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PostPosted: Tue Mar 20, 2012 8:46 am 
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There is a test called cpu_dummy_reads written by Blargg.

I created a logical counterpart called cpu_dummy_writes.

As I understand it, read-modify-write instructions, such as INC, issue two writes: Once for the unmodified value, and then for the modified value.

I tried my hand at making one (sans timings), and it is here, with source code: http://bisqwit.iki.fi/src/nes_tests/cpu ... writes.zip

It includes two versions. One depends on OAM reading being reliable, and the other depends on proper implementation of the PPU's open bus.

Test results for OAM version:

-- FCEUX, oldppu: OAM reading not supported (867 errors); fails test #3 (fail #2 given)
-- FCEUX, newppu: All opcodes pass, but 5 errors in OAM read test (fail #6)
-- BNES (BSNES 087): All official instructions pass, but emulator errors out at the first unofficial instruction (technically fail #9, but error message never gets displayed)
-- Nesemu1 (my emulator): All tests pass
-- Nintendulator 0.970: All opcodes pass, but 3 errors in OAM read test (fail #6)
-- Nestopia 1.40: All tests pass
-- NES: Random failures, more often than not. This suggests that OAM reading is reliable only on emulators. Though this test can help catch buggy CPU emulators, it does not suggest overall accuracy as it is now.

Test results for the PPU memory version:

-- FCEUX, oldppu: All tests pass
-- FCEUX, newppu: 150 open bus errors, opcodes worked fine (fail #10)
-- BNES (BSNES 087): 750 open bus errors, crash at unofficial instructions (technically fail #9, but error message never gets displayed), all official instructions report failure (but this is because open bus is not implemented properly).
-- Nesemu1 (my emulator): All tests pass
-- Nintendulator 0.970: All tests pass (nags about unofficial instructions)
-- Nestopia 1.40: 15 open bus errors, opcodes worked fine (fail #10)
-- NES: All tests pass


Last edited by Bisqwit on Sun Mar 25, 2012 2:43 pm, edited 14 times in total.

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PostPosted: Tue Mar 20, 2012 9:14 am 
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*ahem* RockNES 5.07 gives error #10, "INC abs should do double-write".

Code:
#define INC(v) \
   z_readvalue(); \
   v += 1; \
   SET_SZ_FLAGS(v)

CPUOP(INC1)
  value = readvalue(offset);
  INC(value);
  writevalue(offset, value);
OPEND


Also... the timing diagram source.
Code:
Read-Modify-Write instructions (ASL, LSR, ROL, ROR, INC, DEC,
                                     SLO, SRE, RLA, RRA, ISB, DCP)

        #  address R/W description
       --- ------- --- ------------------------------------------
        1    PC     R  fetch opcode, increment PC
        2    PC     R  fetch low byte of address, increment PC
        3    PC     R  fetch high byte of address, increment PC
        4  address  R  read from effective address
        5  address  W  write the value back to effective address,
                       and do the operation on it
        6  address  W  write the new value to effective address


Looks like the document is OK. I can't believe I bypassed it! :(

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PostPosted: Tue Mar 20, 2012 9:28 am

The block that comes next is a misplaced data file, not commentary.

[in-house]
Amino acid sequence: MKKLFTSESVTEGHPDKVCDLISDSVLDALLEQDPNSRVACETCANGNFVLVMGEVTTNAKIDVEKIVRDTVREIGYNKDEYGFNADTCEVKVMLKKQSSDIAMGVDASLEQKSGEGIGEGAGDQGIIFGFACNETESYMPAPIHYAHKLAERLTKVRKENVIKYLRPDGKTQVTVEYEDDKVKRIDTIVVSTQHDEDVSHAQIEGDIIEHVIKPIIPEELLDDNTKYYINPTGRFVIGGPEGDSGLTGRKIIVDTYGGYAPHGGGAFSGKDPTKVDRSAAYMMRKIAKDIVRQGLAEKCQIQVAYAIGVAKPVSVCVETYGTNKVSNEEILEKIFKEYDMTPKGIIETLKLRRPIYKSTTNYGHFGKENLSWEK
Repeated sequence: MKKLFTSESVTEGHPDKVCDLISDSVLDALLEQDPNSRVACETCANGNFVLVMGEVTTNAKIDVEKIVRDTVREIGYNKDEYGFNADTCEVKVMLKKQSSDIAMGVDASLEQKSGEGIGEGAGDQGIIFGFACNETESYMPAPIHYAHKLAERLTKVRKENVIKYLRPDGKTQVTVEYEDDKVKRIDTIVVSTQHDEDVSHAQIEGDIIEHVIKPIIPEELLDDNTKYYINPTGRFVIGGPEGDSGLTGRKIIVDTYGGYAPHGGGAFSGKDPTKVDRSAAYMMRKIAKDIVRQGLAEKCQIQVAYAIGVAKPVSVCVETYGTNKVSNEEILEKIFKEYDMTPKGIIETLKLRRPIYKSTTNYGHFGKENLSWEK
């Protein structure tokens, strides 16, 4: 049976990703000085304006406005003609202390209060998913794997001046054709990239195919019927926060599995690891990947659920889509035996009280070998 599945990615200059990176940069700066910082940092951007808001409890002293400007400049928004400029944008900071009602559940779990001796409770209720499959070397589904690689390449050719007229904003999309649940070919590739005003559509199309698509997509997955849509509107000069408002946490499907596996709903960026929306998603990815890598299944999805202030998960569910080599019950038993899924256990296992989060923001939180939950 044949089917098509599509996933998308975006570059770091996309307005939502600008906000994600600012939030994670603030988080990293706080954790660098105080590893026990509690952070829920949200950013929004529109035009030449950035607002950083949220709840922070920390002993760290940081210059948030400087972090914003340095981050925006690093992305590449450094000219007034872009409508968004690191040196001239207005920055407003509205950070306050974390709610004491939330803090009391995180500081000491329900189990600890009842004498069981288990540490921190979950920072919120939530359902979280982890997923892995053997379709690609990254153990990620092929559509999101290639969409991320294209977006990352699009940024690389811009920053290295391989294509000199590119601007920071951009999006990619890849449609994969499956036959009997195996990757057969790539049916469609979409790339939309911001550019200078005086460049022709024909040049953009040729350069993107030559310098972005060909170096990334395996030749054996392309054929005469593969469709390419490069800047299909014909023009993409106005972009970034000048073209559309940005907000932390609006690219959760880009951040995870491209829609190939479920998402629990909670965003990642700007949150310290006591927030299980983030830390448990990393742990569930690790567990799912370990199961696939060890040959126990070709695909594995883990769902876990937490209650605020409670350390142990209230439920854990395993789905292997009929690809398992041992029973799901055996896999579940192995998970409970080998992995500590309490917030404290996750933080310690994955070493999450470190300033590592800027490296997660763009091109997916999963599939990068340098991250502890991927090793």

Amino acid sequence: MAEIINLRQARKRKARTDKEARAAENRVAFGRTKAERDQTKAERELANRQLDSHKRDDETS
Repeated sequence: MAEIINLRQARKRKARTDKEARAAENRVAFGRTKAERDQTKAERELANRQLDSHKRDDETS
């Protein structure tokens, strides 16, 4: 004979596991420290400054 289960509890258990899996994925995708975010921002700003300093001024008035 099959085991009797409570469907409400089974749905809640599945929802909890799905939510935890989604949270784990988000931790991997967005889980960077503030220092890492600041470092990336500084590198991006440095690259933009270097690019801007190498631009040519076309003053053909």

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All test passed with puNES :)


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PostPosted: Tue Mar 20, 2012 10:24 am 
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Might one be able to exploit open bus to get the right value into INC $2005?
Code:
 ldx #$1F
  inc $1FF5,x
  ; read #$FE = INC a,x
  ; read #$F5
  ; read #$1F
  ; read $1F05 = $0705
  ; read $2005 (open bus; hopefully returns value left there by reading $1F05)
  ; write back old value to $2005
  ; write back new value to $2005

$2006 (VRAM address) and $2007 (VRAM data) also have semantics for multiple reads and writes, and they may ignore writes too.

I'd make this, but my PowerPak's open bus behavior can't be trusted.


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PostPosted: Tue Mar 20, 2012 11:33 am 
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Bisqwit wrote:
-- NES, PowerPak: According to Kiddcade at #nesdev, the OAM write/read tests fail randomly; and when they succeed, the instruction tests fail randomly. However, as of this writing, he has not tried the newest version.

This is expected, see this thread.


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PostPosted: Tue Mar 20, 2012 4:10 pm 
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Well, I did the necessary changes, but there's a problem. The APU test ROM (4017_timing.nes) fails regarding "delay after effective $4017 write: 0". Here's my new code anyways...

Code:
#define INC(v) \
   v += 1; \
   SET_SZ_FLAGS(v)

CPUOP(INC1)
  value = readvalue(offset);
  writevalue(offset, value);
  INC(value);
  writevalue(offset, value);
OPEND


EDIT: I had to modify ASL, ROL, LSR and ROR w/ implicit addressing mode to take 2 cycles again. Everything's fine.

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Last edited by Zepper on Wed Mar 21, 2012 9:48 am, edited 1 time in total.

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PostPosted: Wed Mar 21, 2012 6:40 am 
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Bisqwit wrote:
-- BNES (BSNES 087): All official instructions pass, but emulator errors out at the first unofficial instruction (technically fail #50, but error message never gets displayed)


The documentation on unofficial opcodes is piss-poor, and wildly inconsistent. Every unofficial opcode also has 5+ mnemonics, which doesn't help matters any.

I'd appreciate if there were a document that explains 100% of all behaviors (especially the ones that have "undefined behavior", which is coded speak for "I don't understand the actual interactions with past CPU actions/states"), and gives exactly one community-preferred name for each mnemonic.